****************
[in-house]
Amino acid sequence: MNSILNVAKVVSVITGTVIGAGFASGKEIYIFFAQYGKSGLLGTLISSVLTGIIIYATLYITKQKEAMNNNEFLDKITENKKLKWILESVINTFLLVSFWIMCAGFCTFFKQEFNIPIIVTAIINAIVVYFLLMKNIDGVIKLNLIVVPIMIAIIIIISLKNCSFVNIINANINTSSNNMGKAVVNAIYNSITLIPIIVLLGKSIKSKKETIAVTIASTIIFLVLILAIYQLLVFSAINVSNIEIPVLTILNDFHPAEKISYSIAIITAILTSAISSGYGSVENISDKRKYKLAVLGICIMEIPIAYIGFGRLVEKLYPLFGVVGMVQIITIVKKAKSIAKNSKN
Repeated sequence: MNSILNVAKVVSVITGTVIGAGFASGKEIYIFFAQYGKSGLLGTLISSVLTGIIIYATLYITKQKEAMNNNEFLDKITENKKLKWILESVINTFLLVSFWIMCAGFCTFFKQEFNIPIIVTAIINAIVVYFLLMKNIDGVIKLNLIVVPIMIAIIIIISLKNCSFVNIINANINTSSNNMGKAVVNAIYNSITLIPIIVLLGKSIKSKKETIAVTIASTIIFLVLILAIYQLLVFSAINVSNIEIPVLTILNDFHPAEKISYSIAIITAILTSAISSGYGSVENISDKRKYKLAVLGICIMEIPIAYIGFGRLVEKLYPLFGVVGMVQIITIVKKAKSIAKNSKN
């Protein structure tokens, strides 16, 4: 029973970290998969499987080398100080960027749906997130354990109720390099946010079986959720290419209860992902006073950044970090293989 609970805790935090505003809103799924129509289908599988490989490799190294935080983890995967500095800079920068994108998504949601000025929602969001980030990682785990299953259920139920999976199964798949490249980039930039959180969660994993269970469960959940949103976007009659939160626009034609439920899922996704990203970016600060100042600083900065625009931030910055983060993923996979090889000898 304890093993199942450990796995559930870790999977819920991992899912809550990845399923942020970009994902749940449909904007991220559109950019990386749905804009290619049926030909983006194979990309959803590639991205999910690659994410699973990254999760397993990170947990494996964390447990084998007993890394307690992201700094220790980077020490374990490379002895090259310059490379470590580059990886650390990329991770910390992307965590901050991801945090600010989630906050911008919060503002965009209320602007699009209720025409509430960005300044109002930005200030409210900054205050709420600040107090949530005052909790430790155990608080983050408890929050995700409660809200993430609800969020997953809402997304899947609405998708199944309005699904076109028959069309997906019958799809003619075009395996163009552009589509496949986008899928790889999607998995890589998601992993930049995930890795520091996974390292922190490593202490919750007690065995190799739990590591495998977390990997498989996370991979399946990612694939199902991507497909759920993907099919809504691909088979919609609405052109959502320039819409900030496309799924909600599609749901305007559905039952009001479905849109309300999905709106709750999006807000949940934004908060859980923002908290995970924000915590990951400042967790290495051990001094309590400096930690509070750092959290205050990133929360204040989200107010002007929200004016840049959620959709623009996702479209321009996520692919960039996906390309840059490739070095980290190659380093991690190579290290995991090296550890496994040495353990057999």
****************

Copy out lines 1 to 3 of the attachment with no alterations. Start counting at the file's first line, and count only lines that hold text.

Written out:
[in-house]
Amino acid sequence: MNSILNVAKVVSVITGTVIGAGFASGKEIYIFFAQYGKSGLLGTLISSVLTGIIIYATLYITKQKEAMNNNEFLDKITENKKLKWILESVINTFLLVSFWIMCAGFCTFFKQEFNIPIIVTAIINAIVVYFLLMKNIDGVIKLNLIVVPIMIAIIIIISLKNCSFVNIINANINTSSNNMGKAVVNAIYNSITLIPIIVLLGKSIKSKKETIAVTIASTIIFLVLILAIYQLLVFSAINVSNIEIPVLTILNDFHPAEKISYSIAIITAILTSAISSGYGSVENISDKRKYKLAVLGICIMEIPIAYIGFGRLVEKLYPLFGVVGMVQIITIVKKAKSIAKNSKN
Repeated sequence: MNSILNVAKVVSVITGTVIGAGFASGKEIYIFFAQYGKSGLLGTLISSVLTGIIIYATLYITKQKEAMNNNEFLDKITENKKLKWILESVINTFLLVSFWIMCAGFCTFFKQEFNIPIIVTAIINAIVVYFLLMKNIDGVIKLNLIVVPIMIAIIIIISLKNCSFVNIINANINTSSNNMGKAVVNAIYNSITLIPIIVLLGKSIKSKKETIAVTIASTIIFLVLILAIYQLLVFSAINVSNIEIPVLTILNDFHPAEKISYSIAIITAILTSAISSGYGSVENISDKRKYKLAVLGICIMEIPIAYIGFGRLVEKLYPLFGVVGMVQIITIVKKAKSIAKNSKN